Pratt was sprayed with sunshine Saturday, May 5. Cloudy skies and humidity accompanied the sunshine.
As I headed out to Greensburg just after 1 p.m., I thought I would follow a caravan of cars and trucks west and meet the same.
Until I hit Haviland, I was alone in the westbound lane.
As I drove, I was thinking what I would find?
Friday night’s TV reports were vague and riffed with questions, conjecture and unverified reports.
I lived in a Pennsylvania town where a tornado hit on a Friday night. Fortunately, its path stayed consistent and it did not enter the heart of the town, skirting its southern edge.
Along 54 there were no signs of a level 4 or 5 tornado.
A checkpoint in Haviland was the first indication something had happened. Once I was waved through the checkpoint, my grip on the steering wheel tightened. Was I preparing myself for the worst?
The sky’s ceiling sagged, gray, into the horizon. The air cooled.
Approaching Greensburg I saw flashing lights, Army National Guardsmen stopped me and asked my intentions. I explained I was with the Pratt Tribune and was wondering if
I could survey the damage. If I was turned back, there would be no rating or raving. They didn’t need someone else to worry about.
They granted me permission to enter the city and I headed to the Kansas Inn, the way station for media.
There were a few signs of the tornado’s destruction as I eased into the city, a tractor trailer on its side, a bench at the golf course flipped over, and litter.
Next to the Kansas Inn laid a pre-fabricated roof. It appeared it had resided on the tire shop building across the street.
About 45 minutes after arriving, the media was led into the city by the Kansas National guard. Twenty yards down 54 from the inn, it began. Webster’s Dictionary definition for “devastation” would not define the scene.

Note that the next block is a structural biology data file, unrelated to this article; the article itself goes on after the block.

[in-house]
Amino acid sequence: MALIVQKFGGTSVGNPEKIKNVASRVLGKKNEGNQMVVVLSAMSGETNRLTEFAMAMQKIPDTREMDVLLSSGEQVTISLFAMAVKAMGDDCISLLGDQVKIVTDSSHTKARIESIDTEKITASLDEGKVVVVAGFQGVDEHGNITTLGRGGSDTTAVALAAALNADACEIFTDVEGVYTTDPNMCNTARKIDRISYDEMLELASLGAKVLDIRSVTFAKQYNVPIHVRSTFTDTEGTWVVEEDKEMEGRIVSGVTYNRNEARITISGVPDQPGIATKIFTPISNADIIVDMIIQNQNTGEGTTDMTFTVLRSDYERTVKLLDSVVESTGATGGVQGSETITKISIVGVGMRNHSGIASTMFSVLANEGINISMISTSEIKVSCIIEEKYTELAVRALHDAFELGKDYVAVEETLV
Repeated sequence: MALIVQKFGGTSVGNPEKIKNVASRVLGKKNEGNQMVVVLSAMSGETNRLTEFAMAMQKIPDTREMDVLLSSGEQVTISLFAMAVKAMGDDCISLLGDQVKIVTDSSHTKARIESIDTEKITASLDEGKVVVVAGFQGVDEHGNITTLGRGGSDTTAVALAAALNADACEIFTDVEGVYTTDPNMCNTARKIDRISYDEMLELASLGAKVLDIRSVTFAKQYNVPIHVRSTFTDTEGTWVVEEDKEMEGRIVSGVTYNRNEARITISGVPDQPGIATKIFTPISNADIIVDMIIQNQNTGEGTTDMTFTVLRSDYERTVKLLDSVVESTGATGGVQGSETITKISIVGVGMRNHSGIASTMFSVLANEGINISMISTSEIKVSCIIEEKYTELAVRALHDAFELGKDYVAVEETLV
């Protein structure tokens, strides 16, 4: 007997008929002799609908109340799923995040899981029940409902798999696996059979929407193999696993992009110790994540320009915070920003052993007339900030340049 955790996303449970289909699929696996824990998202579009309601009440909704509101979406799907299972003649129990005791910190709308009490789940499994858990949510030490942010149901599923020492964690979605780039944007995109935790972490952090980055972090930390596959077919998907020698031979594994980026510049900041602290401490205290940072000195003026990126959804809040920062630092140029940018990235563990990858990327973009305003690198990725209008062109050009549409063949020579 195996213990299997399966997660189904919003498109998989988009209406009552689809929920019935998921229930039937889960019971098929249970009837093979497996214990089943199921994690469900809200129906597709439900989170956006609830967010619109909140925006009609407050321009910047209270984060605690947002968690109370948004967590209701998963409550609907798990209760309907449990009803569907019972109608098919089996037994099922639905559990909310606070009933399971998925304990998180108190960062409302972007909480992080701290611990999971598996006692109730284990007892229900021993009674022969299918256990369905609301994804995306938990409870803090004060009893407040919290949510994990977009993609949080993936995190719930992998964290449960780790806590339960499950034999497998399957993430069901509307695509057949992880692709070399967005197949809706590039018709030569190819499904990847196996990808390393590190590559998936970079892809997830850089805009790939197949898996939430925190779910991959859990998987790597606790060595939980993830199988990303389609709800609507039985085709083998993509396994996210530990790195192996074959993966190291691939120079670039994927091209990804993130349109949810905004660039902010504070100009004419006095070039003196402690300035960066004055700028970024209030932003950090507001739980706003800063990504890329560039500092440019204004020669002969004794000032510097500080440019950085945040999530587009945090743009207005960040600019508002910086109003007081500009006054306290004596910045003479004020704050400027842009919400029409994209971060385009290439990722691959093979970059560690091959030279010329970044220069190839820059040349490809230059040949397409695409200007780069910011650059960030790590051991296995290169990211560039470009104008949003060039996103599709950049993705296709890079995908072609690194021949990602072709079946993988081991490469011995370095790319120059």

Me? I was in awe.
Buildings had their windows blown out, smothered by their own bricks, roofs. Cars looked as if they were pounded by King Kong with sledge hammers.
As we crossed Main Street, we parked next to the NAPA store on 54.
I looked south. One, two damaged houses, three, fourth they stretched into the blackening horizon. Man.
The streets resembled the Allies’ bombing of Berlin. Trees appeared assaulted by machetes. No leaves, shredded, sheared at the top. A damaged Kiowa County Sheriff cruiser sat on a street next to a house.
I later couldn’t figure out if I was overwhelmed or didn’t understand the immensity of the damage. Sunday, I realized there was nothing in the immediate area to compare it to.
Unlike a fire, where you see the blacken chards of a house’s walls or roof, in Greensburg houses was swept off their foundations or crushed by the tornado’s ruthlessness.
As I crept out of Greensburg on Saturday, toward Pratt, it began to rain. It poured until I hit the Pratt County line. Then it stopped.
In Pratt, there was green grass and well-manicured homes, and traffic. I couldn’t remember if the grass was green in Greensburg, except at the courthouse.
I cannot begin to understand the pain of losing possessions. But I do know what was not loss in Greensburg - memories. Entangled among the shattered TV screens, twisted power lines, and piles of bricks is hope.
The hope is the community is reborn and can make new memories.